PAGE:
toral program and supervised his thesis, “The Fall of Potential in Electrical Discharges," which he completed in 1931.

Street then became a research fellow at the Bartol Research Laboratory in Swarthmore, Pennsylvania. Working with W. F. G. Swann and using an ion chamber for the measurement of cosmic radiation, he joined a pioneering investigation of the nature of cosmic radiation originating in outer space and its secondary radiation products. He also worked with Thomas H. Johnson, using Geiger counters and vacuum tube circuits as "telescopes" to determine that the incoming particles were deflected by the earth's magnetic field and therefore were electrically charged. Later Dr. Johnson moved their apparatus to the higher and lower latitudes of Mexico City to show there was an east-west effect, with the west intensity being greater, corresponding to positively charged particles being a dominant component of the primary cosmic radiation. Street's and Johnson's experiments were of great importance since, at the time, there was heated debate as to whether the primary cosmic rays were charged particles or uncharged photons.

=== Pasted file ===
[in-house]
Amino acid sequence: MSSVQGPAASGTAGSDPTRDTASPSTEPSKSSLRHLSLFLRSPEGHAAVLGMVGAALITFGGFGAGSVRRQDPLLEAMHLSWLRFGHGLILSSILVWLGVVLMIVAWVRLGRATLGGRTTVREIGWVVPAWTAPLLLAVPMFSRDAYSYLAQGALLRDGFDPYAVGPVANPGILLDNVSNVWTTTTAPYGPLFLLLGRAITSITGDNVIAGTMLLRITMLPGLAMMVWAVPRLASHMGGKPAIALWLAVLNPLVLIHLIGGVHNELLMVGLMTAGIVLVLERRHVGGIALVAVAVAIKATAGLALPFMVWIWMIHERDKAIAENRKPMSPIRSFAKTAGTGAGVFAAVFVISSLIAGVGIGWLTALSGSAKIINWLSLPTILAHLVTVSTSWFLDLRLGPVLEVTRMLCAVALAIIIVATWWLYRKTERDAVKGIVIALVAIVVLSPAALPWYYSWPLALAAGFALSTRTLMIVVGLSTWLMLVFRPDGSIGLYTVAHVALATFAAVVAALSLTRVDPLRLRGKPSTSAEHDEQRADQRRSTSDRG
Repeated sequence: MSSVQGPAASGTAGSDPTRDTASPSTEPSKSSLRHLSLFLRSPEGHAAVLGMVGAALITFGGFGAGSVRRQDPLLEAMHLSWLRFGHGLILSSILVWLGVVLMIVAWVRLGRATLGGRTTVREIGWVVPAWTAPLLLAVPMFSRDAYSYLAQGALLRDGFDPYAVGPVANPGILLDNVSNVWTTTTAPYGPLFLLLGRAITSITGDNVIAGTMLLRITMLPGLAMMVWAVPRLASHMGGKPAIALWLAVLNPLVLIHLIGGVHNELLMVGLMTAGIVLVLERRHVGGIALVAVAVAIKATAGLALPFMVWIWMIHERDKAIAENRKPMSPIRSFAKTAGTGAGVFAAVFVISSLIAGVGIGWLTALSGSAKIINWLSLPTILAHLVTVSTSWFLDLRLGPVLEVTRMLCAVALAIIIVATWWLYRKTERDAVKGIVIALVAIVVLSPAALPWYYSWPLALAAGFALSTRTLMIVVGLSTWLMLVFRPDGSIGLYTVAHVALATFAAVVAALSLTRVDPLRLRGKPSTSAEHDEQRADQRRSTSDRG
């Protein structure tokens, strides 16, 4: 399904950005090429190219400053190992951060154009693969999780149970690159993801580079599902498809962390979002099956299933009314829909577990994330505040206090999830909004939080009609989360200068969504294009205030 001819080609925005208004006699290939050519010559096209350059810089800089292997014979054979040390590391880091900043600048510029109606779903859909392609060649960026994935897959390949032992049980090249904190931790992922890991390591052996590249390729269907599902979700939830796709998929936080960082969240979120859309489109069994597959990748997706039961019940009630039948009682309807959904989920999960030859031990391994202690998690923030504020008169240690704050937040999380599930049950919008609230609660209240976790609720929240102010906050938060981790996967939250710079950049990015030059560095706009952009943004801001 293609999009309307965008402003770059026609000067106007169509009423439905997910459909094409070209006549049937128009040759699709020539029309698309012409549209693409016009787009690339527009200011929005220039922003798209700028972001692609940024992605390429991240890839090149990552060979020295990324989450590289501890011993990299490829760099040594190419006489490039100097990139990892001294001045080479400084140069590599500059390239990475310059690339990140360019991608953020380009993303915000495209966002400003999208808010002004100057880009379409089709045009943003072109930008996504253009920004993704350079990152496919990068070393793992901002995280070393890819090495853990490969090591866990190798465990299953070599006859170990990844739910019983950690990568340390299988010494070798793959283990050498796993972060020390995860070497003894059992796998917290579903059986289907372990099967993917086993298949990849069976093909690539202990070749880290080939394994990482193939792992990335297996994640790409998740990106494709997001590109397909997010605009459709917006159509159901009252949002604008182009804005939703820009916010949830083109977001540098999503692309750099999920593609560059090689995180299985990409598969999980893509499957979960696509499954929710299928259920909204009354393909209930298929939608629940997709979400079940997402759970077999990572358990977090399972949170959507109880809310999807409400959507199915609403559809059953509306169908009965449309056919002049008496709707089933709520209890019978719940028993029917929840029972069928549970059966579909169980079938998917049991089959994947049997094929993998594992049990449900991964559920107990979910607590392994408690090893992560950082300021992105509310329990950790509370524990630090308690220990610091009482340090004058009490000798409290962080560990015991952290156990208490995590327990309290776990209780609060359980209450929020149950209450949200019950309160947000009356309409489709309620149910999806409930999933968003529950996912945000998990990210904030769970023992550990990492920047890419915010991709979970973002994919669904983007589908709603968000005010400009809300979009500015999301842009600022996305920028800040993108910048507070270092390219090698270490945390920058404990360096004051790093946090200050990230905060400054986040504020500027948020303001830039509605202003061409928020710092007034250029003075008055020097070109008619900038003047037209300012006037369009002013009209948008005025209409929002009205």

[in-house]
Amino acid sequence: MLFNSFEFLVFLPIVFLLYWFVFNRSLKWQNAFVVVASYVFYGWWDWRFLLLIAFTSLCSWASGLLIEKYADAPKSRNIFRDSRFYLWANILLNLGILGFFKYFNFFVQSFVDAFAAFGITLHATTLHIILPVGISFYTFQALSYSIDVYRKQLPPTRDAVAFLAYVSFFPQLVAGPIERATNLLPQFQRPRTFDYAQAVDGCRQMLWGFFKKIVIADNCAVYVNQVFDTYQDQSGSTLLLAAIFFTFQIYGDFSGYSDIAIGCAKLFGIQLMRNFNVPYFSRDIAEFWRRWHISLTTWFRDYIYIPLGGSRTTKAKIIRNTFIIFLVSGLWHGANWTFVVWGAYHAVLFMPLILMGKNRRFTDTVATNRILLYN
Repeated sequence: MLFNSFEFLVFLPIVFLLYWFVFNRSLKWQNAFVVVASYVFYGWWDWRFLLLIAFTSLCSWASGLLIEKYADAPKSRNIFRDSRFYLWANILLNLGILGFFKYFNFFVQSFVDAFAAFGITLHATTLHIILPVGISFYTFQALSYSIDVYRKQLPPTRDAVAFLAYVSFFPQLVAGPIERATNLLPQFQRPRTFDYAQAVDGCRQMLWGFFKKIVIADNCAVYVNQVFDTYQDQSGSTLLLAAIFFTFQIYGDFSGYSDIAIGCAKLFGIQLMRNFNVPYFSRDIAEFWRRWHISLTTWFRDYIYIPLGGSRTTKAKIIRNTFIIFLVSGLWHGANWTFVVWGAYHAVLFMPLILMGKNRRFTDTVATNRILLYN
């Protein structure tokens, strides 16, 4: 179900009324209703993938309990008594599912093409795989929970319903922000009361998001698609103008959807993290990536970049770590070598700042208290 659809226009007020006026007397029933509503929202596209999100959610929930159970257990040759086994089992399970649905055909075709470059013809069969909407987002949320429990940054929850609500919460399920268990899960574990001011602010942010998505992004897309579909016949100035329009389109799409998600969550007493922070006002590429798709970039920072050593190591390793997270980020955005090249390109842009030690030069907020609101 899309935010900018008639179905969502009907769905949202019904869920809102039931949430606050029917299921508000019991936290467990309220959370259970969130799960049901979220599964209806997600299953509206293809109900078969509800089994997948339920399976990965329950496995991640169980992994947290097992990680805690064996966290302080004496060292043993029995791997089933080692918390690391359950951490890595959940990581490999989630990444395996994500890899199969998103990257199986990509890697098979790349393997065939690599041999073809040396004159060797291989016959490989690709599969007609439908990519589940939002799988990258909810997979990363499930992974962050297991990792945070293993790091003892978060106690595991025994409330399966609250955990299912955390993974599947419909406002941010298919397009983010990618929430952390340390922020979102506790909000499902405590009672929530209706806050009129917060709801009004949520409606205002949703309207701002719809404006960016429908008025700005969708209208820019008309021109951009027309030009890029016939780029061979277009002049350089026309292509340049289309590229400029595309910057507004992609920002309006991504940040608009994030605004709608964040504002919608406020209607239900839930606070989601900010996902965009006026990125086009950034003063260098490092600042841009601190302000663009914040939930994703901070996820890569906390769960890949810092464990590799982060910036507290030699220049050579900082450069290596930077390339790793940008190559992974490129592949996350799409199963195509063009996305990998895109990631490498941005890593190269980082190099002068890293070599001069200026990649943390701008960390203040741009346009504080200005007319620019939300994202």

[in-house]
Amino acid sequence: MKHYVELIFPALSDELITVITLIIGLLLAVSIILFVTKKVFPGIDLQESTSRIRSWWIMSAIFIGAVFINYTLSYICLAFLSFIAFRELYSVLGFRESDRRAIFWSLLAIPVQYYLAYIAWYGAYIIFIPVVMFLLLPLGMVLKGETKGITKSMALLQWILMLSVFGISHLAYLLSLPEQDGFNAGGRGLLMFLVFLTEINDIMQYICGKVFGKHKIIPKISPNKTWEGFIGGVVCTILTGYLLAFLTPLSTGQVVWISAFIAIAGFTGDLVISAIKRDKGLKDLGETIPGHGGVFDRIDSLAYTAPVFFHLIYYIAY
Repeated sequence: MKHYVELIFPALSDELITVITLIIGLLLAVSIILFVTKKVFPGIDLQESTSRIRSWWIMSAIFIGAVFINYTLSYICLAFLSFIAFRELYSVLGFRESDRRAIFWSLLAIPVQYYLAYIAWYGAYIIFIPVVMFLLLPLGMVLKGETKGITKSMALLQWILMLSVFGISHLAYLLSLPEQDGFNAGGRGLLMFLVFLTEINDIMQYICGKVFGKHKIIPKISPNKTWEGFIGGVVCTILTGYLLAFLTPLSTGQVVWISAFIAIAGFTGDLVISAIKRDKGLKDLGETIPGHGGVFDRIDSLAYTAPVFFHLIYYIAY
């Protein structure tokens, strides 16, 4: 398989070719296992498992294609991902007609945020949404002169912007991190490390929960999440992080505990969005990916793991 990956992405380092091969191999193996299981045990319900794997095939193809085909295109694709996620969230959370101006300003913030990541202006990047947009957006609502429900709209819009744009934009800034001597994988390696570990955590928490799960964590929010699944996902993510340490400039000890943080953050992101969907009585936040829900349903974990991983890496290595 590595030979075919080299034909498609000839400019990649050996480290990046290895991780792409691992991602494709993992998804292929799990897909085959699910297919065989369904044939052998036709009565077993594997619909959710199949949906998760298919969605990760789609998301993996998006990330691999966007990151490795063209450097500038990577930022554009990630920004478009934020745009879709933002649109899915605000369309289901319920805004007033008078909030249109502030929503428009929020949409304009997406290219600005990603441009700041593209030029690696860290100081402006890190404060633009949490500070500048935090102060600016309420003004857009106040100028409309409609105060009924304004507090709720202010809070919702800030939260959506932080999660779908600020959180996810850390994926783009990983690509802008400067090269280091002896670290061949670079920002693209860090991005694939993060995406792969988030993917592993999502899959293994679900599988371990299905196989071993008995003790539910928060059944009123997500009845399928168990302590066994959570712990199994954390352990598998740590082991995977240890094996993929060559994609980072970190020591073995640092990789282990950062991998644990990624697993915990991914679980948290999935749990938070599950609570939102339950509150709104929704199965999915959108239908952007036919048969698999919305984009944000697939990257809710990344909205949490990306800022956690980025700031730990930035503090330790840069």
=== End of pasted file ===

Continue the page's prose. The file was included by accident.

Street continued his experimental research at Harvard, where he arrived as an instructor in 1932. It had become clear that the cloud chamber was key to resolving the debate on the nature of cosmic radiation; a charged particle creates a visible track in a cloud chamber, and the addition of a magnetic field allows measurement of its charge and momentum. With a series of grants from the Milton and Whiting funds and the help of his colleague Harry R. Mimno, as well as research associates and graduate students, Street designed and built a large electromagnet and cloud chamber for his research. This was a straightforward task for Street, who, like a number of physicists of his generation, benefited from his earlier training in electrical engineering. In 1934-35 Street assembled the electromagnet and cloud

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